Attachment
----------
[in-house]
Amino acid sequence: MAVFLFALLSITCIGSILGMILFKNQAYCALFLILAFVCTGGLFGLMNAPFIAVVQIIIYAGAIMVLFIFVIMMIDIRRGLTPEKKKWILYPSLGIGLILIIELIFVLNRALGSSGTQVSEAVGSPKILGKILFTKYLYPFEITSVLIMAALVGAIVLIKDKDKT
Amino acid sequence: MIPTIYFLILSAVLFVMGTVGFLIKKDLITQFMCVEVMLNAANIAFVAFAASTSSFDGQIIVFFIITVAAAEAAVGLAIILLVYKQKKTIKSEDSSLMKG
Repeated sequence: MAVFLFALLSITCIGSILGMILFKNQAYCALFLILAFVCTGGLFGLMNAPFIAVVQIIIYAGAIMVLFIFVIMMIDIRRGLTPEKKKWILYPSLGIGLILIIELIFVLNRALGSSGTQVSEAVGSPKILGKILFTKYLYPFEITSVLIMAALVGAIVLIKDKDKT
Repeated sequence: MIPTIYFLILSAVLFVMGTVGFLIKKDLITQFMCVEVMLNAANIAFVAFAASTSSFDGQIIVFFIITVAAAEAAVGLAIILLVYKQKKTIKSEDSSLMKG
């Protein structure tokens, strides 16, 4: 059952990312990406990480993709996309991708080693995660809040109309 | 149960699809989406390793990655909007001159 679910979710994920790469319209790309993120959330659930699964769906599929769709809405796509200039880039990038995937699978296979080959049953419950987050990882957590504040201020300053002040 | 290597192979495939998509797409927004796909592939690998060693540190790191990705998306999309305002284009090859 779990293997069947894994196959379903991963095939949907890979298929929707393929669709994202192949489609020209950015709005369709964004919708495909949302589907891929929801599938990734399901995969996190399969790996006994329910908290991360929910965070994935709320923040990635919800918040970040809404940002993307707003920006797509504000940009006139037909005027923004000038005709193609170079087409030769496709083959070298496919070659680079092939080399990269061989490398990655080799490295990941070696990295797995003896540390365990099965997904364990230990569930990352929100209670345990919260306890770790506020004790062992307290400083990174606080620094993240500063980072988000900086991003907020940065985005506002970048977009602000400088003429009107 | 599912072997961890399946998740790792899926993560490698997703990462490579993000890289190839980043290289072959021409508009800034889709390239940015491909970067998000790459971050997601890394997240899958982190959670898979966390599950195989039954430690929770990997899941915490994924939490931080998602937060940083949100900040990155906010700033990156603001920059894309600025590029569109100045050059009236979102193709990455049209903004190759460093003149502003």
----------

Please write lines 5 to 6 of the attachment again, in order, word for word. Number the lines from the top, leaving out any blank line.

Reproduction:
Repeated sequence: MIPTIYFLILSAVLFVMGTVGFLIKKDLITQFMCVEVMLNAANIAFVAFAASTSSFDGQIIVFFIITVAAAEAAVGLAIILLVYKQKKTIKSEDSSLMKG
């Protein structure tokens, strides 16, 4: 059952990312990406990480993709996309991708080693995660809040109309 | 149960699809989406390793990655909007001159 679910979710994920790469319209790309993120959330659930699964769906599929769709809405796509200039880039990038995937699978296979080959049953419950987050990882957590504040201020300053002040 | 290597192979495939998509797409927004796909592939690998060693540190790191990705998306999309305002284009090859 779990293997069947894994196959379903991963095939949907890979298929929707393929669709994202192949489609020209950015709005369709964004919708495909949302589907891929929801599938990734399901995969996190399969790996006994329910908290991360929910965070994935709320923040990635919800918040970040809404940002993307707003920006797509504000940009006139037909005027923004000038005709193609170079087409030769496709083959070298496919070659680079092939080399990269061989490398990655080799490295990941070696990295797995003896540390365990099965997904364990230990569930990352929100209670345990919260306890770790506020004790062992307290400083990174606080620094993240500063980072988000900086991003907020940065985005506002970048977009602000400088003429009107 | 599912072997961890399946998740790792899926993560490698997703990462490579993000890289190839980043290289072959021409508009800034889709390239940015491909970067998000790459971050997601890394997240899958982190959670898979966390599950195989039954430690929770990997899941915490994924939490931080998602937060940083949100900040990155906010700033990156603001920059894309600025590029569109100045050059009236979102193709990455049209903004190759460093003149502003």